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OVC Scientist Wins International Award to Study Bone Plates in Lizards

Image of a geckoAn Ontario Veterinary College researcher is one of this year’s recipients of the Human Frontier Science Program’s (HFSP) collaborative research grants. 

Prof. Matt Vickaryous, Department of Biomedical Sciences in the University of Guelph’s Ontario Veterinary College, and three colleagues from the U.K. and France will work in their respective fields to launch the first multidisciplinary investigation of osteoderms, exploring their development, evolution and mechanical properties. Vickaryous will receive just over $200,000 in funding over three years.

Osteoderms are small pieces of bone that grow directly within the skin of animals such as lizards, crocodiles and armadillos. While many lizard species have osteoderms, little is known about how they grow, what they are used for, and why some species have them while others don’t.

Using a range of methods, the researchers will study these unusual skeletal elements at various levels, from individual molecules and cells, to how hundreds of osteoderms work together.

“Osteoderms are a long-overlooked component of the skeleton,” said Vickaryous. “Available evidence suggests that their development is unlike other bones, which begs the question why. And why are osteoderms common to some groups of lizards, but entirely absent from others? In some species they appear to function as a type of armour, but this might not be true for all lizards.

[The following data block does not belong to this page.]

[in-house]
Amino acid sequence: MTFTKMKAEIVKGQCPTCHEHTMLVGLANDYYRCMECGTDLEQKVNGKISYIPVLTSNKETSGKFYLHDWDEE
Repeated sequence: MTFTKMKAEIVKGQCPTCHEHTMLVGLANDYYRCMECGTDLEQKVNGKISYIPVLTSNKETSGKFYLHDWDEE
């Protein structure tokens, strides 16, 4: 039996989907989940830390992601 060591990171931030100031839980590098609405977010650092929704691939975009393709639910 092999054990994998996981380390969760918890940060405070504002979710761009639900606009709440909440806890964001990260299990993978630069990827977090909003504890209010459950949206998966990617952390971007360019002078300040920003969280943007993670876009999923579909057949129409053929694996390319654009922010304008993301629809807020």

“If we can understand how osteoderms develop, it could even shed light on certain disease conditions.”

The research team will also probe how some lizards can regenerate osteoderms — perhaps leading to insights about bone repair and regeneration in other species.

In 2017, research by one of his PhD students revealed the type of stem cell that allows a gecko to regrow its tail. Now Vickaryous will focus on osteoderm regeneration.

HFSP research grants are awarded annually to diverse, international teams conducting groundbreaking research.

Read the entire article on the University of Guelph website